Hach, U.S. Army sign homeland security agreement
Hach's Homeland Security Technologies business unit signed an agreement with the U.S. Army to complete testing of its new real-time water security detection and response technology by the end of 2004. Under the agreement, the U.S. Army's Edgewood Chemical Biological Center and Corps of Engineer's Construction Engineering Research Laboratory will work with Hach to conduct live agent testing on the its new technology designed to detect terrorist attacks on drinking water distribution systems...
LOVELAND, CO, Oct. 18, 2004 -- Hach Company's Homeland Security Technologies business unit announced today it has signed a Cooperative Research and Development Agreement with the U.S. Army to complete testing of its new real-time water security detection and response technology by the end of 2004.
Under terms of this unique three-party agreement, the U.S. Army's Edgewood Chemical Biological Center, and the Corps of Engineer's Construction Engineering Research Laboratory and Hach will work to conduct live agent testing on the company's new technology designed to detect terrorist attacks on drinking water distribution systems.
"This is the final stage of verifying that we have the world's first working, reliable real-time detection technology---capable of both detecting for adverse attacks and managing drinking water quality," commented Dr. Jeff Throckmorton, president of Hach Homeland Security Technology, "We're proud to be the first to make this substantial development investment which has produced this homeland security solution."
Ensuring safety of water supplies
Under terms of the agreement, Hach is paying for the testing at the Edgewood Chemical and Biological Center (ECBC) to evaluate its new detection/response system against live threat agents. This testing is taking place at Aberdeen Proving Ground, one of the few sites in the country where such testing with real chemical and biological agents can legally take place. This testing is conducted in secure laboratories under strict environmental and safety procedures. The Army and Hach will be constructing their own real-time drinking water test loop. Results from this work may be published by the end of 2004, to the extent consistent with national security restrictions.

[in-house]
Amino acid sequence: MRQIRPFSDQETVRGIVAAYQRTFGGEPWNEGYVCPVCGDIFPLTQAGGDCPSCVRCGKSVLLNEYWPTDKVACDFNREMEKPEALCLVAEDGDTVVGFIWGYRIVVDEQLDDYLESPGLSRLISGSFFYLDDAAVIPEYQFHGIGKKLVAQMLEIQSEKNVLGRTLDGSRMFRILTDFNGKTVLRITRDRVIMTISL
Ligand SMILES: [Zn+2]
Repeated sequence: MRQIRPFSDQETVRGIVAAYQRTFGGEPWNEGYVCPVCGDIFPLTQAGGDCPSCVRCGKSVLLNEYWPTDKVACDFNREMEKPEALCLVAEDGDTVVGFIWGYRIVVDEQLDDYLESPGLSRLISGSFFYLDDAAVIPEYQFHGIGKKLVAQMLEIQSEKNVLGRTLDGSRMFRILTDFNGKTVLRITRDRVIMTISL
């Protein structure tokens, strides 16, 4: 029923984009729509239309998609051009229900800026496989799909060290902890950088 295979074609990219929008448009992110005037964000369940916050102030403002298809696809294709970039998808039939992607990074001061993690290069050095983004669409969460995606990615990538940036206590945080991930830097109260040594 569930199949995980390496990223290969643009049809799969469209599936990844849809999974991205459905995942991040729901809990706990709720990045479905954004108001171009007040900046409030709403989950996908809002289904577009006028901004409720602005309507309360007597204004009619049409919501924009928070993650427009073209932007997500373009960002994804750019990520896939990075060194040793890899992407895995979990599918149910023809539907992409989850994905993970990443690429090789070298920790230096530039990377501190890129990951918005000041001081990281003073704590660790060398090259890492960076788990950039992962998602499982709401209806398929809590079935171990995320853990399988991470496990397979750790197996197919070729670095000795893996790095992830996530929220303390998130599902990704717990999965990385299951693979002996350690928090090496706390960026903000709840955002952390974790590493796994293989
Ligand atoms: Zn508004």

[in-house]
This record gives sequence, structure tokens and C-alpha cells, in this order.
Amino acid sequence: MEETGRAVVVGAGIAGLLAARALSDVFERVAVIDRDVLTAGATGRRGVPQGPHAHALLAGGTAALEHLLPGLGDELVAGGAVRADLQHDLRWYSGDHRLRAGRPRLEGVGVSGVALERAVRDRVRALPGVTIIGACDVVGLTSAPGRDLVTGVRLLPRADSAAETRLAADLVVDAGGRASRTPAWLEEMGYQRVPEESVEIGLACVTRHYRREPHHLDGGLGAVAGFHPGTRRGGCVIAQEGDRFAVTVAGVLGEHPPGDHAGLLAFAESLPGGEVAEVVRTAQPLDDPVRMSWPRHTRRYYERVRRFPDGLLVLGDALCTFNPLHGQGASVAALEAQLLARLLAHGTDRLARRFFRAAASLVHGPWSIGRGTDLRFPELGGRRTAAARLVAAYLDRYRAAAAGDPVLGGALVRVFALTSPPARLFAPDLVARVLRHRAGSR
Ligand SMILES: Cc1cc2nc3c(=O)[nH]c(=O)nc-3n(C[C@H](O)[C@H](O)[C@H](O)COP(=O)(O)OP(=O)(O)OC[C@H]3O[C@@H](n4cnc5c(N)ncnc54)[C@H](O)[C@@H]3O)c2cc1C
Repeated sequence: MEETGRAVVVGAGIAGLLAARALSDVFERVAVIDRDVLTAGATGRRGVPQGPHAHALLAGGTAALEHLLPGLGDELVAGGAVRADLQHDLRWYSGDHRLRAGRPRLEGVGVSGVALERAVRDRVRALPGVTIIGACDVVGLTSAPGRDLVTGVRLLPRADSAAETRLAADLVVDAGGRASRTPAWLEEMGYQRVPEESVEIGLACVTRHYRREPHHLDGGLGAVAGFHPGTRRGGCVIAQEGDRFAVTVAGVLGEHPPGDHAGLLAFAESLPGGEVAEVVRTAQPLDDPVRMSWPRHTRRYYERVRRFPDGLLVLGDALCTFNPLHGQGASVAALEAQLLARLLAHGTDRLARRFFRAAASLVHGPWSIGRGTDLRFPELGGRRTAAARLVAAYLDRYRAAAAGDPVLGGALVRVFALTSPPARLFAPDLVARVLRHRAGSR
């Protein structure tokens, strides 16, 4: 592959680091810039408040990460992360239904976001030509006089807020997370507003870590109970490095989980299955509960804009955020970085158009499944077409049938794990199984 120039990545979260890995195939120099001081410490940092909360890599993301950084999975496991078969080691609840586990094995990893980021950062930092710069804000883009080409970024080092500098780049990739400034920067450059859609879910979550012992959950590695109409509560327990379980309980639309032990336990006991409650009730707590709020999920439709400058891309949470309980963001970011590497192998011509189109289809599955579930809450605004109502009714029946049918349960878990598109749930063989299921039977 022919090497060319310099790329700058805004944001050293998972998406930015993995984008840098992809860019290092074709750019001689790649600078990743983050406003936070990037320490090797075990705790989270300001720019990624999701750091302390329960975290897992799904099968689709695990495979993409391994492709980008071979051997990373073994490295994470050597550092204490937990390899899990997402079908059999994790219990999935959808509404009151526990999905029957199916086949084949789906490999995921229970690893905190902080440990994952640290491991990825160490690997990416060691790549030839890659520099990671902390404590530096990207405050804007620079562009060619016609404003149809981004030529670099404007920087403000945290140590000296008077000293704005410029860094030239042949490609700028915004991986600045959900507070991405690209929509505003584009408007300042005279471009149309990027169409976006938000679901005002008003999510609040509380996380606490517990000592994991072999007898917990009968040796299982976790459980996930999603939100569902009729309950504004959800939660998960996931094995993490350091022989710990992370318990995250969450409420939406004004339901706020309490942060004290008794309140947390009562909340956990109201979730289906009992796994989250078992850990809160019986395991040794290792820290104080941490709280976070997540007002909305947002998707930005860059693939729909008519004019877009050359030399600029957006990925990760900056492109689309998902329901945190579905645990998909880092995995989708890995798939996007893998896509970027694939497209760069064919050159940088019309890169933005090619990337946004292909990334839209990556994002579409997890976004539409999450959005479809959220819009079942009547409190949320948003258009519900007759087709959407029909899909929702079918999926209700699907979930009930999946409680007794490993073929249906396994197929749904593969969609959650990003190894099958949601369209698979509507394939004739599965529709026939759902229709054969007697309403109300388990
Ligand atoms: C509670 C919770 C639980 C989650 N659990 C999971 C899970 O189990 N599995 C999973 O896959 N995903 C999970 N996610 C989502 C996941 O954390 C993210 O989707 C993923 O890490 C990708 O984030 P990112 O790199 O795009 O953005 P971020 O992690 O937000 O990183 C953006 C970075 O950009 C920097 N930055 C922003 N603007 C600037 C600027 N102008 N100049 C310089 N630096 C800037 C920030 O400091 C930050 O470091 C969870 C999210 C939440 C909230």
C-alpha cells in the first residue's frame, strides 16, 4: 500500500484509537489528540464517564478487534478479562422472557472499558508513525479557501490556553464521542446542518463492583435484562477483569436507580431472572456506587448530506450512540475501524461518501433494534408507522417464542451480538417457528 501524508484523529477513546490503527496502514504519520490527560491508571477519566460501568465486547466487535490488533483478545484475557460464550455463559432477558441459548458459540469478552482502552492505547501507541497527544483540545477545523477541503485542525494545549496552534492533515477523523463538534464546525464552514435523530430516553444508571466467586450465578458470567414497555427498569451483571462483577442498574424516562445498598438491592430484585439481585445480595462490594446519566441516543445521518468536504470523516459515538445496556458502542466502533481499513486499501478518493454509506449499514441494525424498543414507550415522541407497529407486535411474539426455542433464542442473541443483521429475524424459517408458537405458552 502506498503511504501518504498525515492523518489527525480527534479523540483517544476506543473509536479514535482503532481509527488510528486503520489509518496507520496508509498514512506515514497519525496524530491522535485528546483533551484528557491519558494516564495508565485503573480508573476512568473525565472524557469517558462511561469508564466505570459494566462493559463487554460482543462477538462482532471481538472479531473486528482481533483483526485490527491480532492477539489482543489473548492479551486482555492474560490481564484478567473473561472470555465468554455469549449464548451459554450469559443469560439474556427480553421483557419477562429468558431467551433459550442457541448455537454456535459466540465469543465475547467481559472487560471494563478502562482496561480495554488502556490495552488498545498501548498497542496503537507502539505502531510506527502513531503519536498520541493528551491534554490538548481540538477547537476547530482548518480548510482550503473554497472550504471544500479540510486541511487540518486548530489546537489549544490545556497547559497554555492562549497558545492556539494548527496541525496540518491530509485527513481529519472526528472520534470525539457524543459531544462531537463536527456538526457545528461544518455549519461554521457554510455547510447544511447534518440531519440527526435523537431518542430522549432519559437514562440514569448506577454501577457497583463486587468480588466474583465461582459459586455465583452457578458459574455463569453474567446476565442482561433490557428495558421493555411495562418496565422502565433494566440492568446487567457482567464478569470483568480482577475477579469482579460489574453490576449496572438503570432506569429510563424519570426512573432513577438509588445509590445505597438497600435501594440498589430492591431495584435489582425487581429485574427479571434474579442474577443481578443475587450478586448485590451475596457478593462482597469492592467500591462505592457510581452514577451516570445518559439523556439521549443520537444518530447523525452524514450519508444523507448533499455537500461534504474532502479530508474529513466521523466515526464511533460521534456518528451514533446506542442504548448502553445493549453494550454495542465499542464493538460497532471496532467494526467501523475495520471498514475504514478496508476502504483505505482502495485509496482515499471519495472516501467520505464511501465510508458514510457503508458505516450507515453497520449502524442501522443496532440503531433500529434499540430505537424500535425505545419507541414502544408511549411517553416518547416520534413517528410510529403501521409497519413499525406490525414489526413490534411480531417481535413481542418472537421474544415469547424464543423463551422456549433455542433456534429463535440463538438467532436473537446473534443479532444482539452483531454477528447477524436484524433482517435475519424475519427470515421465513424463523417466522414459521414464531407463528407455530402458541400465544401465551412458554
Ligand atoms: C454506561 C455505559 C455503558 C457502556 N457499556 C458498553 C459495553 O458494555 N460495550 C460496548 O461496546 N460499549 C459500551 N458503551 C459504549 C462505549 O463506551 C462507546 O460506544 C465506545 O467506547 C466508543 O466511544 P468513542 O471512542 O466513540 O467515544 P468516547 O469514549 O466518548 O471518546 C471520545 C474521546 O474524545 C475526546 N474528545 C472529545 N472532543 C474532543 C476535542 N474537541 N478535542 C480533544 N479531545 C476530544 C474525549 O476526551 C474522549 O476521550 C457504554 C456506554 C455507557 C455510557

In addition, the Corps of Engineers is conducting parallel studies with Hach that will help the Corps understand critical fate and transport chemical dynamics. The information that the Corps and Hach will produce will help the Corps create and characterize new chemical conditions central to monitoring and predicting the impacts of terrorist attacks on drinking water distribution systems.
The new technology being evaluated is based on the Hach Event Monitor Trigger System. Five bulk monitoring sensors are coupled to an advanced, proprietary, interpretive algorithm. Using smart instrumentation and advanced interpretation techniques, the system is designed to use off-the-shelf monitoring sensors to detect for the presence of a broad suite of likely drinking water contaminants or poisons. The system also is designed to define water utility distribution network background conditions on a point-to-point, minute-to-minute basis, and help water providers characterize and manage ongoing operational conditions and water quality. Pending successful verification testing and receiving necessary Federal liability protections, this new technology is scheduled for commercialization in 2005.
The terrorist threat
Hach began work to develop this technology after events of Sept. 11. The nature of this threat is significant. Injection within the drinking water distribution system circumvents the security measures put in place at water treatment plants, bypasses the protective barriers and negates the benefit of dilution. Such an attack can be easily and cheaply accomplished.
Because of complex chemistries within the drinking water distribution networks, and the dearth of effective monitoring technologies, it has been conventional scientific wisdom that an attack on the distribution system is impossible to detect or mitigate. Several government reports have suggested the need to address this challenge. (See National Strategy for Physical Protection of Critical Infrastructures and Key Assets, Office of Science and Technology Planning, The White House, 2003, Making the Nation Safer, National Research Council, 2002, Experts' Views on How Future Federal Funding Can Best Be Spent to Improve Security, General Accounting Office, 2003.)
Hach Company is based in Colorado and Iowa, and is the World's largest water and wastewater instrumentation manufacturer. A part of the Danaher Corporation, Hach manufactures and markets over 3,000 products for water analysis in drinking water, wastewater and industrial applications.